Cell phones are considered “listed property”. Therefore, you are required to maintain adequate records to prove the business percentage. I am not exactly sure how you would do that with a cell phone since it doesn’t have an odometer like your car. The challenge you would face with the method you have proposed is does the business percentage of your car bear any realistic relationship to the business percentage of your phone? Since the answer to that question is probably "no", I would try to find a separate way to justify the business percentage of the phone such as number of hours worked divided by number of hours awake.

I found the following paragraph from a court case, Alexander Dominic Senulis, Jr. v. Commissioner, TC Summary Opinion 2009-97, that describes the way the IRS looks at this issue. Good luck with this one.

B. Cellular Telephone Expense
Section 274(d) applies to the use of “listed property” as defined in section 280F(d)(4), which includes cellular telephones. To deduct these types of expenses, the taxpayer must provide evidence that through adequate records corroborates the taxpayer's testimony as to: (1) The amount of the expenditure or use; and (2) the business relationship of the taxpayer to each expenditure or use. Sec. 274(d). To satisfy the adequate records requirement of section 274, a taxpayer must maintain records and documentary evidence that in combination are sufficient to establish each element of an expenditure or use. Sec. 1.274-5T(c)(2), Temporary Income Tax Regs., 50 Fed. Reg. 46017 (Nov. 6, 1985). Although a contemporaneous log is not required, corroborative evidence to support a taxpayer's reconstruction “of the elements of the expenditure or use must have a high degree of probative value to elevate such statement” to the level of credibility of a contemporaneous record. Sec. 1.274-5T(c)(1), Temporary Income Tax Regs., 50 Fed. Reg. 46016 (Nov. 6, 1985).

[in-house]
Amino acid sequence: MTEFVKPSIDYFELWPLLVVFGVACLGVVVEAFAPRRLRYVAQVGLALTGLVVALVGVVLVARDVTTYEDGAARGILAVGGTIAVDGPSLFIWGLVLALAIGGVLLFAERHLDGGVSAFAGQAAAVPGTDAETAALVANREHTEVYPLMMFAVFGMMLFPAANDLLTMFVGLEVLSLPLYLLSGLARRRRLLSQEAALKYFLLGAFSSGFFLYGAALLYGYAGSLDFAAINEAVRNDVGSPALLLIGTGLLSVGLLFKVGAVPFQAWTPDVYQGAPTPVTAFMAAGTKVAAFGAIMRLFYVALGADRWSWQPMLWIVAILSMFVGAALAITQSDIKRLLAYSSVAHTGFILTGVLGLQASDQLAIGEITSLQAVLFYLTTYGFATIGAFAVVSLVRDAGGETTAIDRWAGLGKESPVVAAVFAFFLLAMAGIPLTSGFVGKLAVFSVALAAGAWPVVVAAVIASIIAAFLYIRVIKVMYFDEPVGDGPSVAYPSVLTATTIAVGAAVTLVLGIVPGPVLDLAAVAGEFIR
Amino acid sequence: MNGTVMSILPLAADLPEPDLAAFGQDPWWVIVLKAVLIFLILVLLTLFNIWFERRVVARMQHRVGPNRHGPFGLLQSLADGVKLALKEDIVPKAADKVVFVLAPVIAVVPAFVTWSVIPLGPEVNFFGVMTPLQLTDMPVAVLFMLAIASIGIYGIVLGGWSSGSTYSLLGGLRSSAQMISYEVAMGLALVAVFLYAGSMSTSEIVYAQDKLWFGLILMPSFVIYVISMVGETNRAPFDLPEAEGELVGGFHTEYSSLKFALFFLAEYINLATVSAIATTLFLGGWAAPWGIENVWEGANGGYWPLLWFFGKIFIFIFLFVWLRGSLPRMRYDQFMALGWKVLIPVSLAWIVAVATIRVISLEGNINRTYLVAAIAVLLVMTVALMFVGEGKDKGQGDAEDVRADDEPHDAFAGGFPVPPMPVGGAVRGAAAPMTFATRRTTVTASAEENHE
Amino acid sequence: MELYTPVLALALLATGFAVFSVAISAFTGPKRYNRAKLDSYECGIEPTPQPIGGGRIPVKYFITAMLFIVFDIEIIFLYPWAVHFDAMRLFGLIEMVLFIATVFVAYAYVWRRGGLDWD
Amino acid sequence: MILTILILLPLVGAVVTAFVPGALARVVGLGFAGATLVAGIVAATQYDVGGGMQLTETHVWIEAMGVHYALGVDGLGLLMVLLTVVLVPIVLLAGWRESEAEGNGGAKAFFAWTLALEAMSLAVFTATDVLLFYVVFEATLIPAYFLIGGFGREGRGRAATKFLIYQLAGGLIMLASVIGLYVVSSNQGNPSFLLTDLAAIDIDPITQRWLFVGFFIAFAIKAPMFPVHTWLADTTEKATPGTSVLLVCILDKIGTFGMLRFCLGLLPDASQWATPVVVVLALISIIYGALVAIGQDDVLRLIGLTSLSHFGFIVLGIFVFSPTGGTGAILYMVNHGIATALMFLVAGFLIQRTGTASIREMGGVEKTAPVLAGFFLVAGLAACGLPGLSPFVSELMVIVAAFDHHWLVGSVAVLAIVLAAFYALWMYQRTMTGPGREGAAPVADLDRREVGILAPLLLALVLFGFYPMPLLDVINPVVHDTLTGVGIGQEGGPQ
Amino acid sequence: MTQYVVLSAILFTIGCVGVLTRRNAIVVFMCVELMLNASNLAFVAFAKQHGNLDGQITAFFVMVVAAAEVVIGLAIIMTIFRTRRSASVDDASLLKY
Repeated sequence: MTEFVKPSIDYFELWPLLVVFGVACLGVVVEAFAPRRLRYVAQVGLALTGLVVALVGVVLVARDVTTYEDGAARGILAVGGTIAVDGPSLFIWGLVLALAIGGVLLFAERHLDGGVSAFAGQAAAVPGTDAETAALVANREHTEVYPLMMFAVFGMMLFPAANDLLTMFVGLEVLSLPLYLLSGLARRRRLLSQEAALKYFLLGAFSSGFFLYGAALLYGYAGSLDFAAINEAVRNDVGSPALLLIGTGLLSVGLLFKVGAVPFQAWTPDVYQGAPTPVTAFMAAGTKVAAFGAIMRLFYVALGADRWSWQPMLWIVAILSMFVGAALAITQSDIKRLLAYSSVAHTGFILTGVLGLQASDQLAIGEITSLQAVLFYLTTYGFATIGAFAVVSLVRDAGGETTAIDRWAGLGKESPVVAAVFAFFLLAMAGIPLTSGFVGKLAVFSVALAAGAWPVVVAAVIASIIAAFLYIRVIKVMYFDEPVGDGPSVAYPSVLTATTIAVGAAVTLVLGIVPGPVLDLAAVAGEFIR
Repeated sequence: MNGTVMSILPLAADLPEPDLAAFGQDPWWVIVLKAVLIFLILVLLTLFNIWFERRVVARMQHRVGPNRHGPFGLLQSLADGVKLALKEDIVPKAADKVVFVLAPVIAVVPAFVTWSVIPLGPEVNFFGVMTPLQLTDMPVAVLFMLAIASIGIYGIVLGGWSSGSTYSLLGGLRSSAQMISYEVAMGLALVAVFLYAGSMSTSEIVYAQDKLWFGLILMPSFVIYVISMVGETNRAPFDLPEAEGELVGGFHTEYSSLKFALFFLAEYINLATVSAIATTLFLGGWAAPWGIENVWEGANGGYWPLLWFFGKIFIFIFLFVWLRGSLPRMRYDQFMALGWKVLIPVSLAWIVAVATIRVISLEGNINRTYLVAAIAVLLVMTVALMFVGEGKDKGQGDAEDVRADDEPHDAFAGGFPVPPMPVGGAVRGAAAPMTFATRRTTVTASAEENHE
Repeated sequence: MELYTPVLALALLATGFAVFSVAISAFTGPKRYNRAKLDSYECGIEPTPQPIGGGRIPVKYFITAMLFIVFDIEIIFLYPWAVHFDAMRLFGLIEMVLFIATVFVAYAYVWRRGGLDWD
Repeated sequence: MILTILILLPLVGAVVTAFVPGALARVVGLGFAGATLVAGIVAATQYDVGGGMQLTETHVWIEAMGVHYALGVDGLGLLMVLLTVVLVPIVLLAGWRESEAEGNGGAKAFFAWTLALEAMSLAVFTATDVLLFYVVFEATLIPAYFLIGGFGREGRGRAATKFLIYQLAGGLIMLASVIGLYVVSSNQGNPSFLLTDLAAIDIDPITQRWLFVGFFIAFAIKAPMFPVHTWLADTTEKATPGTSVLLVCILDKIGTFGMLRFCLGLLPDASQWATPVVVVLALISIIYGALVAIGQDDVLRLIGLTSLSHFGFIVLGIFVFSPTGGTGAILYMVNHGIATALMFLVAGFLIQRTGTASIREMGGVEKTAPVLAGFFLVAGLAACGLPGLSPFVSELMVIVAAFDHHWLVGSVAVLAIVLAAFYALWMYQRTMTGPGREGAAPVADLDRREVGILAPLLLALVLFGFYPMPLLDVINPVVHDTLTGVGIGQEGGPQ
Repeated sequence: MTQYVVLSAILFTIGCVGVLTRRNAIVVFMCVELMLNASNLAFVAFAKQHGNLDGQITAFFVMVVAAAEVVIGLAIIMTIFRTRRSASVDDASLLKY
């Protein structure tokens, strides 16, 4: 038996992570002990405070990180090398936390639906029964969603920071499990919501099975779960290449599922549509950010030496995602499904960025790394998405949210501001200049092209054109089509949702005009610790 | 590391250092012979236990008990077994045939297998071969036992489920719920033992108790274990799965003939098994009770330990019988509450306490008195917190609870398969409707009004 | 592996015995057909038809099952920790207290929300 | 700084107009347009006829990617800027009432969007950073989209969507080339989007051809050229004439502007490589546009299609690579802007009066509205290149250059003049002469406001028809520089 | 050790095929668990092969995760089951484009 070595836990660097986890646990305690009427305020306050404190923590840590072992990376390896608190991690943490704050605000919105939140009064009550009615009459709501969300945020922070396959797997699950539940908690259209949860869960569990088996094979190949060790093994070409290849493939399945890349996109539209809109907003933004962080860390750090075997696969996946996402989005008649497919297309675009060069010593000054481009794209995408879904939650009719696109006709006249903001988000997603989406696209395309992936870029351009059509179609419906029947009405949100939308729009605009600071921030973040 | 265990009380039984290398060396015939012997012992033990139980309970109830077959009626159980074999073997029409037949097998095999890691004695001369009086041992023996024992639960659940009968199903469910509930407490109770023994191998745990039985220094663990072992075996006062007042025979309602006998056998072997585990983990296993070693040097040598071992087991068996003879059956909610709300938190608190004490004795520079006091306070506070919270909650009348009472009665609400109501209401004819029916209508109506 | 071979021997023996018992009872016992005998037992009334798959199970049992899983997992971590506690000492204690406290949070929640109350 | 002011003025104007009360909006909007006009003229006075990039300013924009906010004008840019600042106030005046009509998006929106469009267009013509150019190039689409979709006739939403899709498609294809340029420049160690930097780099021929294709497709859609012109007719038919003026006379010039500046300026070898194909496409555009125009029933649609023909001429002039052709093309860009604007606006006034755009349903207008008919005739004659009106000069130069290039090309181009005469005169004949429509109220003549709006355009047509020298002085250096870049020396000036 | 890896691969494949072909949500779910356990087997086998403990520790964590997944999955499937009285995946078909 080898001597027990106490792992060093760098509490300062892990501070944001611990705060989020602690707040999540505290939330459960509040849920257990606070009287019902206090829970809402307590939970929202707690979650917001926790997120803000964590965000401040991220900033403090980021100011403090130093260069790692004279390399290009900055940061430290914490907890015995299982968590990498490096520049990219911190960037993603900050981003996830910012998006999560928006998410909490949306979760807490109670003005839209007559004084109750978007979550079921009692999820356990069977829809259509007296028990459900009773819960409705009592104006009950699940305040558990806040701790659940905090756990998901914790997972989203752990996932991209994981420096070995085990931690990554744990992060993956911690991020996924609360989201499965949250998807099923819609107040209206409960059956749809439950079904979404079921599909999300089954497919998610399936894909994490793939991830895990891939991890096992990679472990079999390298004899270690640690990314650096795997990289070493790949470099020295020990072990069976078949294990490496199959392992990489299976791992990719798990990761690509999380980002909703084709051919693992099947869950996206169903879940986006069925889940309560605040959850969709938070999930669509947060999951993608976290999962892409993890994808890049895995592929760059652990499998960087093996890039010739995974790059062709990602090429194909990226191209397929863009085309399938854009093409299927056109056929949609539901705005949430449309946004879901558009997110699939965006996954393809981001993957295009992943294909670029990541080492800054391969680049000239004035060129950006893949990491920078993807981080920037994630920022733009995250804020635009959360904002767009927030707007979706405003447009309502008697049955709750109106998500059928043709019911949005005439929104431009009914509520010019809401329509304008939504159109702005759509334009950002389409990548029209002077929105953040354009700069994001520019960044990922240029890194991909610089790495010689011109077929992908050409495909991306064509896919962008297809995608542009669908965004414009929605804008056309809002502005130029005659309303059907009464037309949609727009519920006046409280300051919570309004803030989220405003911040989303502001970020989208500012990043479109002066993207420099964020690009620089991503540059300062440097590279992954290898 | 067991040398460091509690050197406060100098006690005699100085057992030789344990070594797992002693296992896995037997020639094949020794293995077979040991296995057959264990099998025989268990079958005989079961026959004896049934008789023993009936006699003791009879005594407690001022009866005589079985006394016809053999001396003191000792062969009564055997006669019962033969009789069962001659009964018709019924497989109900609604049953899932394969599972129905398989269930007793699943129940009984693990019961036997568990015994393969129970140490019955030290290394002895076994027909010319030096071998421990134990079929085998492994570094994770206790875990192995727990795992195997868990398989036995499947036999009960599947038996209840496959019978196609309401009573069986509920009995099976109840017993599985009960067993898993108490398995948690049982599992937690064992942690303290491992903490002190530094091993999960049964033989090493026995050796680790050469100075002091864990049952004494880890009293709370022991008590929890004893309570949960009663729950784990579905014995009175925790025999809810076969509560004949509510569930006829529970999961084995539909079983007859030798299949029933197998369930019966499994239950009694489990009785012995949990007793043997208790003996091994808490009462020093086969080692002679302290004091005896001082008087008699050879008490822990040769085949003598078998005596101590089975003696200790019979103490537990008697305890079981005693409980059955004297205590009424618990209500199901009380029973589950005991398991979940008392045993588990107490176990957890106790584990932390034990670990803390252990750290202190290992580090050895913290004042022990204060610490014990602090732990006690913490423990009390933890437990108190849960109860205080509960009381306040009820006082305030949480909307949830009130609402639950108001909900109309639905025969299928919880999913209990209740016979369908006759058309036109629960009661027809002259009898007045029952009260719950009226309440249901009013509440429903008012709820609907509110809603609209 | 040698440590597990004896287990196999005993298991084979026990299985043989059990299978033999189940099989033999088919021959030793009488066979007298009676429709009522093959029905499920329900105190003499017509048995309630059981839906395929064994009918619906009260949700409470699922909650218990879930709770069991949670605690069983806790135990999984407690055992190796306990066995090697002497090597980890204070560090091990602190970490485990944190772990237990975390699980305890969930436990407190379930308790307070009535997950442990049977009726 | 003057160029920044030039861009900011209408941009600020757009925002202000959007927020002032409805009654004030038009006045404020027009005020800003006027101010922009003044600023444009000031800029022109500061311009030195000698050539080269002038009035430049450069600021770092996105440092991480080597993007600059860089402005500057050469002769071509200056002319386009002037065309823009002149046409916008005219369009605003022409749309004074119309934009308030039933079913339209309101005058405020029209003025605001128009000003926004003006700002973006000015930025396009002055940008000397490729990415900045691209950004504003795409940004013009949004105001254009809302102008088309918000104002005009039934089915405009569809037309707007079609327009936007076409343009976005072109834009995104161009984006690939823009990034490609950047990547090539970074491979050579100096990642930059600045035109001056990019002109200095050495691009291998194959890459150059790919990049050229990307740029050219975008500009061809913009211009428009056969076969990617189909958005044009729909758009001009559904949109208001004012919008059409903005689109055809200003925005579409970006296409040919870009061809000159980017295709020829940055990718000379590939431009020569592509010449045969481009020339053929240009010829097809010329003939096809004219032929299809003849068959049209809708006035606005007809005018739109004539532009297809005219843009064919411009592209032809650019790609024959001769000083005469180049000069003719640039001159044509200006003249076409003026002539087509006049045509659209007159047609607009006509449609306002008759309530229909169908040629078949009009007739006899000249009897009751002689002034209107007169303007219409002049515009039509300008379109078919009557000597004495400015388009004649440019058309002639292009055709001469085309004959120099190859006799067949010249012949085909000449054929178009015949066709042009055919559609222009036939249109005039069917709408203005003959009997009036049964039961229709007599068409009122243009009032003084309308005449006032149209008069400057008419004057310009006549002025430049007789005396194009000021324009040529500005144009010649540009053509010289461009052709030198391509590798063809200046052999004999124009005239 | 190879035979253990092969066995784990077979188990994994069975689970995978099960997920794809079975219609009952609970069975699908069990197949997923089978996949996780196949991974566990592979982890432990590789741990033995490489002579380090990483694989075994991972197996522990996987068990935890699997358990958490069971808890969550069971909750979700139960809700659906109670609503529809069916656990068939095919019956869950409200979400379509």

Petitioner produced billing statements from January through September 2002 showing the amounts that he paid for the cellular telephone service to substantiate this expense. We find that cellular telephone service would be an ordinary and necessary business expense in petitioner's line of work because petitioner was essentially on call 24 hours per day, 7 days per week. However, petitioner conceded that he also used the cellular telephone to call Ms. M. when he was in Texas. Petitioner has failed to meet the strict substantiation requirements of section 274(d) in that he did not substantiate the business use of the cellular telephone. Therefore, petitioner is not entitled to a deduction for cellular telephone expense.


Last edited by SWT84 on Fri Mar 03, 2017 9:59 am, edited 1 time in total.

Fri Mar 03, 2017 9:57 am
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Post Re: TxSt Alumni Want Help me with some tax advice
I've talked to several drivers about this, and they seem to fall into two categories: I don't claim the cost due to record keeping/proof, or I have a separate phone for Uber type driving. I know this doesn't help the past, but it's what I found out.

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Sat Mar 04, 2017 3:45 pm